This week, King Barack Obama changed history by signing the Healthcare Reform Bill, a momentous occasion that has absolutely nothing to do with videogames. Facing a potential traffic magnet but lacking the potential to exploit it, we were faced with only one option: Make the Health Care Reform Bill link to videogames in some vague and tenuous fashion!
I think I've hammered that in hard enough now. Let's get to the feature!
Hey guys, I don't know if any of you noticed this before, but Pokémon has free national healthcare in it! It's understandable if you haven't stumbled upon that awesome idea yet because nobody as ever made a joke about it before. When you consider it for the first time (like we all are), it's totally mindblowing. You can take your pocket monsters to any Pokémon Center in the game and get the party patched up, totally free of charge. It's like Nintendo was predicting American health care reform because it is exactly the same probably!
Nurse Joy was a trailblazer who led the way in making sure that nobody is denied the ethical treatment they deserve. If anything, we ought to be giving her the Nobel Peace Prize and critical acclaim rather than let Obama take all the credit for just copying Pokémon. I bet that's where he got the idea to be a black president, too!
Desperately trying to draw parallels between videogames and real-life news stories is brilliant because it is funny, and nothing is more funny (or desperate) than claiming Kirby is an exact mirror of American Health Care Reform. Don't believe me? Prepare to be absolutely dazzled by my logic!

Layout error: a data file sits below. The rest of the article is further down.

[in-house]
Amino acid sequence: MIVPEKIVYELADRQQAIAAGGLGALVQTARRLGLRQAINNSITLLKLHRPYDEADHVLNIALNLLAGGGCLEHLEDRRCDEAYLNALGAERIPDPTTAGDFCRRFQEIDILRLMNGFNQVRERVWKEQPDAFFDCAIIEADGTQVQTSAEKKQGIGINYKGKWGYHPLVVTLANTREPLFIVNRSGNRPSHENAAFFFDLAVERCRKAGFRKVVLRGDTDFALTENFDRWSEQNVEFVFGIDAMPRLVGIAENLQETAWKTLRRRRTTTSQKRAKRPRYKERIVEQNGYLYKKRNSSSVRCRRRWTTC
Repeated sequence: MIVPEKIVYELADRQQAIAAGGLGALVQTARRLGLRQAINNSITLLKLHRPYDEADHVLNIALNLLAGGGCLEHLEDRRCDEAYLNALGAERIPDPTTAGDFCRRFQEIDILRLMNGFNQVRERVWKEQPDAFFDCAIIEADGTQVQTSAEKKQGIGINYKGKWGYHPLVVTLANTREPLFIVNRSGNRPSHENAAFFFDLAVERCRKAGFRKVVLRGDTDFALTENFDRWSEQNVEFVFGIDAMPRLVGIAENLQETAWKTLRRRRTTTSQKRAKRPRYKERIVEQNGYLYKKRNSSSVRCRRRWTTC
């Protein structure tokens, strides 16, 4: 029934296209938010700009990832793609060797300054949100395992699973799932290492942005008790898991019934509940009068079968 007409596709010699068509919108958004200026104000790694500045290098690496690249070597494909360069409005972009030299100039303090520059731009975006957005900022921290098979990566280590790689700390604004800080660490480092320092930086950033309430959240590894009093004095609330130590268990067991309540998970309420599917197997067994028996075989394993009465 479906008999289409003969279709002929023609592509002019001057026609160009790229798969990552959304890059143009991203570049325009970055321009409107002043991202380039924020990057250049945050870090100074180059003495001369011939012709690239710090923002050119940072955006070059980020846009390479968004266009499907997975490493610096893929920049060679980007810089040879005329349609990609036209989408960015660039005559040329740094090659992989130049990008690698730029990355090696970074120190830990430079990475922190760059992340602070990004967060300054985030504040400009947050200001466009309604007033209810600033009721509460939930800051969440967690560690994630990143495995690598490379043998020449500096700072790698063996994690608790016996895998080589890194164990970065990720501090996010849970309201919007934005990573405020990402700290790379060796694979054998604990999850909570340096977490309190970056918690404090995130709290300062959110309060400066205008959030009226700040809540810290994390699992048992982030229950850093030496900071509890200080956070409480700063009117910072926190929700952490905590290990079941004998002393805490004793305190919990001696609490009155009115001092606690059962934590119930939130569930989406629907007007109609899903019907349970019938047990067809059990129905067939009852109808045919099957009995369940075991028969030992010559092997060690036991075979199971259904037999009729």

Imagine Kirby is a person without health insurance. Imagine the enemies that Kirby can turn into AI partners represent poor people. Are you with me so far? Now imagine that the food in Kirby is money. When Kirby earns money by collecting food, sure, he gets to keep some for himself. However, he also has to give some of it to his partner when he touches them, regurgitating the chewed up remnants into their mouth. If he doesn't do that, people will die and he will get a Game Over screen which is kind of like a fine, almost. This is hilarious because it is a metaphor for rich people being taxed extra to help pay for health insurance for those on the poverty line. THAT IS A BIT LIKE THE REFORM IF YOU THINK ABOUT IT FOR A LITTLE BIT BUT DON'T THINK TOO HARD BECAUSE I'M NOT ENTIRELY SURE WHAT I'M TALKING ABOUT!
You totally thought I couldn't stretch that. but I did. It's like I'm a blogger version of Harry Houdini. Now if only somebody would remind King Dedede that he said he'd leave Dream Land if the bill was pushed through.
Streets of Rage:
The world of Streets of Rage may be a near future where turmoil engulfs the city and society is at the mercy of gangland terrorists, but you can't deny that it boasts some of the best health care in videogames. This is a world where you can get knifed, glassed, hit with a lead pipe, and have seven shades of shit kicked out of you, only to miraculously recover by kicking a trash can over and eating a turkey or apple.
It's already brilliant that there are whole, cooked turkeys inside trash cans, apparently completely safe to eat, but turkey with medicinal properties!? Just imagine the raw possibilities of harnessing that power in real life. A ham sandwich that can cure breast cancer. Keyhole surgery performed with pretzel sticks. Stem-cell-research-on-toast! We need to cut all medical research funding and use it to pay somebody to find out if eggs prevent shaken baby syndrome. I am 100% certain it can!